x86 and PC Computers
The term "x86" refers to any computer that can run programs native to the Intel 80x86 range of Central Processing Unit (CPU). These computers are often currently dubbed "PC compatible," or simply "PCs" (the term is commonly understood to indicate x86 machines even though Macintosh computers are also "personal computers"). PCs are made by many different manufacturers, meaning that there is a wide variety of types to choose from. Because there are so many manufacturers and because demand for PCs is so high, PC hardware and software is generally cheaper than Macintosh equivalents. The most popular OS for the PC is the Microsoft Windows OS.
Apple® Macintosh Computers
When computers were first introduced the only way to work with one was through a Command Line Interface (CLI). One of the most popular CLIs was the Disk Operating System (DOS) developed by Microsoft. Then Apple introduced the Graphic User Interface (GUI), which uses graphics and icons for the user to easily use and maneuver through the OS.
Apple computers run the Macintosh Mac OS (i.e., OS 9, or OS X). Our labs have just updated from OS 9 to OS X, an entirely new operating system based on UNIX, so try them out!
Shared Macintosh and PC Features
Although Macintoshes and PCs are different as mentioned above, they have several features in common:
- Both use hard drives for storage
- Both can use removable media
- Both have communication ports
- Both have video output
- Both can access the World Wide Web
- Both have multimedia options
- Both have GUI options
- Both have upgradeable options
- Both will run comparable software
- Both can be used as servers
With this in mind, you might wonder why there is such controversy over which computing platform is superior. Most of the differences are in the user interface, desktop environment, and some profound aspects of the computer architecture; because these features very stongly influence user perception of the computer and what sort of programs can be run on it, people tend to form strong opinions about one or the other platform.
On a PC running a Windows OS, the desktop is the area on the screen that you see when no program windows are open. Generally, you will see these common things: My Computer, the Recycle Bin, and My Documents. Double-clicking on My Computer will open a window showing you all of the hard drives (the C: drive, for example) and removable drives (CD-ROM drives, floppy drives, etc.) that are available.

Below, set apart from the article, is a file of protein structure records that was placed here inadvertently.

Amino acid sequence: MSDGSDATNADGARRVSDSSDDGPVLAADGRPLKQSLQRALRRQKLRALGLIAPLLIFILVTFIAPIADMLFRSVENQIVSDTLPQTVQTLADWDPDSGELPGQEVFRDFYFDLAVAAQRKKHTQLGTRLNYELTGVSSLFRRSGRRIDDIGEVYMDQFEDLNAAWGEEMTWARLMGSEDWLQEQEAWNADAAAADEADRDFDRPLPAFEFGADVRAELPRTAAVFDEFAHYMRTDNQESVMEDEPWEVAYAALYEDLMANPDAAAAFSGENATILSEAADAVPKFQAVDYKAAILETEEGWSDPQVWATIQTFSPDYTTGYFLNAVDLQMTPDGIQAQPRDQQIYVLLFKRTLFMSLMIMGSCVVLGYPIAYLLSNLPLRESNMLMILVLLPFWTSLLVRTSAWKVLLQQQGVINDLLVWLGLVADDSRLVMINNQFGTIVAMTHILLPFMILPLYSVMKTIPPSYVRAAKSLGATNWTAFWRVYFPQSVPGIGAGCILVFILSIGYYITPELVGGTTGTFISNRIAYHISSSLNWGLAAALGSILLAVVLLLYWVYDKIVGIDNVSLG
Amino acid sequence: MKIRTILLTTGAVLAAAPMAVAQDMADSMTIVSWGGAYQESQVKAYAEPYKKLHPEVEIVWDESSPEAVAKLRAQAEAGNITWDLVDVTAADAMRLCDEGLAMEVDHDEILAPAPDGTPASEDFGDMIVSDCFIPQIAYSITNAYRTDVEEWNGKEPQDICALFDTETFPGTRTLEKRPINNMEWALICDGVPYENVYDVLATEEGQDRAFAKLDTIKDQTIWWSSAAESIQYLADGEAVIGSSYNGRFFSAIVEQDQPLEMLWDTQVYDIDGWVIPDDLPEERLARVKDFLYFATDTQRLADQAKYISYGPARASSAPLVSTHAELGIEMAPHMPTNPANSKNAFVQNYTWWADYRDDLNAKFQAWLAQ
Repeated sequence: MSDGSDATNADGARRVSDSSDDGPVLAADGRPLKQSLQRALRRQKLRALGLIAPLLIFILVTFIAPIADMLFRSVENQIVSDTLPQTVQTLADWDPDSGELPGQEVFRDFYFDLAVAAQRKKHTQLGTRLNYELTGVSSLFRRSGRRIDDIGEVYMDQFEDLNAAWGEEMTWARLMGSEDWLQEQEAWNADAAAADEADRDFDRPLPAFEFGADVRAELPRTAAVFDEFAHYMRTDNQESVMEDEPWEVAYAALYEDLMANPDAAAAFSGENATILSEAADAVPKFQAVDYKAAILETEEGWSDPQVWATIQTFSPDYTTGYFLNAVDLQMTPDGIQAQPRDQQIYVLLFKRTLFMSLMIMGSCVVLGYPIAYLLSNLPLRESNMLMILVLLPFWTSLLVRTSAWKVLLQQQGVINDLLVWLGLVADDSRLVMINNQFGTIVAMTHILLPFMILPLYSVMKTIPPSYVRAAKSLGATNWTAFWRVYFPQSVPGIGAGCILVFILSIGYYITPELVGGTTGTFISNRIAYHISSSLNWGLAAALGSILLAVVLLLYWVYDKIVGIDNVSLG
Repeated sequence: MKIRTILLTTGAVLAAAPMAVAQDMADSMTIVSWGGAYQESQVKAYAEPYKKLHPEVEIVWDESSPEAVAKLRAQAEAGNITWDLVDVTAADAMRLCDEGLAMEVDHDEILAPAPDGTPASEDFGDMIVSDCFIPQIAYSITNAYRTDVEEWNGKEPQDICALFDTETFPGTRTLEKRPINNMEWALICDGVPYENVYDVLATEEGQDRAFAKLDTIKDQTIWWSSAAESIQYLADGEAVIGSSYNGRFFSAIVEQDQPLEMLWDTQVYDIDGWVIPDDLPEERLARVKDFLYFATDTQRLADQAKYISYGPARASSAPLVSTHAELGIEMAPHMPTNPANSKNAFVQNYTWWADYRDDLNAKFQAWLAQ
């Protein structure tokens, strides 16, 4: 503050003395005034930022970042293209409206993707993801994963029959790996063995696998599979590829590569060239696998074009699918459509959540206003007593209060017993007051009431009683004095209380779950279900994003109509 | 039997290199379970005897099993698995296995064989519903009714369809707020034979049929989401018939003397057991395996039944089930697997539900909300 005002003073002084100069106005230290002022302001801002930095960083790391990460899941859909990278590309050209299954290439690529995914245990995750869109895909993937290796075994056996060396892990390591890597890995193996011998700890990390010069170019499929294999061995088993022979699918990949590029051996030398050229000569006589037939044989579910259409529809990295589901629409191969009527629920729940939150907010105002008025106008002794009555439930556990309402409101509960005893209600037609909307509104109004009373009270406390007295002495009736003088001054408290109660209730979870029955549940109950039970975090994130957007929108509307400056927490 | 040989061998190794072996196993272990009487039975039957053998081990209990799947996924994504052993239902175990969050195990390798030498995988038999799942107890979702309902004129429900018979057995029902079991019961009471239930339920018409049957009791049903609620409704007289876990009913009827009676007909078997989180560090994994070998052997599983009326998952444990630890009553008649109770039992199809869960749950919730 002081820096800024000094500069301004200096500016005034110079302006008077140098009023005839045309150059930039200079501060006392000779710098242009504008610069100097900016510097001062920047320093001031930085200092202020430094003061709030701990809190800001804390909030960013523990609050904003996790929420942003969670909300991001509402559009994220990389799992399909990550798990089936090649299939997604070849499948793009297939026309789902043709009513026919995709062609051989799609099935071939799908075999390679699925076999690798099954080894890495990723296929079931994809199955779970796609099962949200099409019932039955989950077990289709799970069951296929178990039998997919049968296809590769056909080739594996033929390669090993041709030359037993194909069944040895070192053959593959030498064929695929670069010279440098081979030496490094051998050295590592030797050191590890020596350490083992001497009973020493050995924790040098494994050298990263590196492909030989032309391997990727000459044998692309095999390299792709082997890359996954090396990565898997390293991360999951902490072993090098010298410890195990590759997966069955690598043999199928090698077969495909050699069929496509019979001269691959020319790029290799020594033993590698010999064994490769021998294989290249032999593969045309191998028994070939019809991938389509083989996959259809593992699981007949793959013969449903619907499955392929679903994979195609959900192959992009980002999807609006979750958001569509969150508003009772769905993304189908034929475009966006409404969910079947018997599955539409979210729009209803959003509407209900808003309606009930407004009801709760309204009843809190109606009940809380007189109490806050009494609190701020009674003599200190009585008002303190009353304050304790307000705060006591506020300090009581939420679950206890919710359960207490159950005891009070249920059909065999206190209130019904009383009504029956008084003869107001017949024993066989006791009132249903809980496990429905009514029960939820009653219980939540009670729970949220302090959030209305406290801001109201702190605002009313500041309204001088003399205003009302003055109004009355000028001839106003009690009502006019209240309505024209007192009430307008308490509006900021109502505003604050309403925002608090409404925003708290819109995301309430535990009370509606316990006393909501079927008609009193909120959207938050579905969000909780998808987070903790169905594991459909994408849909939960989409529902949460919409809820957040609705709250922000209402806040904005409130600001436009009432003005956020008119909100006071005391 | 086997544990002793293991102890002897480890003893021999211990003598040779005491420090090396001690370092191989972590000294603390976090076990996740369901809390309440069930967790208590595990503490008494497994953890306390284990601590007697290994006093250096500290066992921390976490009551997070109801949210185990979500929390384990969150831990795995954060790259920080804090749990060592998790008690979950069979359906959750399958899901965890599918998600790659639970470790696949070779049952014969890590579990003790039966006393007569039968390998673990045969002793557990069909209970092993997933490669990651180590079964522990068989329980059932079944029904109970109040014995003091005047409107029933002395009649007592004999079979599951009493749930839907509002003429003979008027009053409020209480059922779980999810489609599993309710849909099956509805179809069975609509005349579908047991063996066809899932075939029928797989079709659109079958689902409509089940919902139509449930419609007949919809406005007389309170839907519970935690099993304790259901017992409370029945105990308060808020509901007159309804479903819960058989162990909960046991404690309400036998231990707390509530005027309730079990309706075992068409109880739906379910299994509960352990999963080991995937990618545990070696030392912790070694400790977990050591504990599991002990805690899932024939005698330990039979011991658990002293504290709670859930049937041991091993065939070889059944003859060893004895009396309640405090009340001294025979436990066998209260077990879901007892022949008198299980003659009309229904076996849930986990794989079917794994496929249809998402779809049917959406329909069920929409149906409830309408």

On computers running a Mac OS, the desktop is similar in concept to the desktop in Windows (and in fact, the Windows desktop was originally patterned after the Mac OS one!). Instead of a My Computer icon as in Windows, the Mac OS displays hard drives and removable drives directly on the desktop.
On both systems, you can also place other files on your desktop by saving or copying them to that location. The desktop can get cluttered with too many icons, however, so many people use folders to organize files on the desktop or move the files to other locations entirely.
The Mac OS also has something identical to the Windows Recycle Bin. The Trash is located on the desktop for older Mac OS computers and on the Dock for newer computers running OS X.
Taskbar vs Finder Menu vs The Dock
The Taskbar (Windows) is generally located on the bottom of the screen. Its function is to allow users to see and navigate between open windows, as well as display extra information such as the current time. Some programs can be launched from special Taskbar icons, and some system functions such as speaker volume are also controllable from Taskbar icons.
The Finder Menu (MacOS 9) is located at the right of the bar along the top of the screen. Its main function is to show users what application is currently open. By clicking on the Finder Menu, you can navigate to other open applications.
The Dock (Mac OS X) is located at the bottom of the screen and functions much like the Task Bar in Windows. It shows open applications, can launch programs, and holds the Trash Can.
Exiting Applications in the Mac OS
On a Macintosh, closing a window does not usually quit the program. To completely quit, you must either go to File > Quit or press
One Button Or Two
One of the most common complaints about Macintoshes concerns the mouse. Macintosh computers come standard with a one-button mouse, but they do support multi-button mice. To access the same functions that are accessed with a mouse right-click on a PC, hold down the
PCs and Windows
PCs, on the other hand, usually use at least a two-button mouse that often has a scroll wheel. In Windows, clicking with the right mouse button usually opens a menu that gives options such as formatting and navigation. Mice with scroll wheels can use the wheel to quickly scroll a page instead of using the on-screen scrollbar. The left mouse button is used for selecting, double-clicking, opening applications, and navigating menu bars.
Things To Keep In Mind
In Windows, file extensions are the part of a file name that identifies the particular type of file (.jpg, .doc, etc.). File extensions are necessary in Windows; should they be missing, the OS cannot identify the file, and won't be able to open it with the correct program.
In the Mac OS, file extensions are optional. The system functions of a Windows file extension are handled in a different way in the Mac OS, so adding something like ".jpg" to the file's name is considered no different than renaming the file in any other fashion. If you think that your file will need to be opened on a machine running Windows, however, you need to make sure that your file has a file extension and may need to manually add one if it is missing (some Mac OS programs do add file extensions by default).
- Microsoft Word: .doc
- Microsoft Excel: .xls
- Microsoft PowerPoint: .ppt
- Adobe Photoshop Document: .psd
- Portable Document Format: .pdf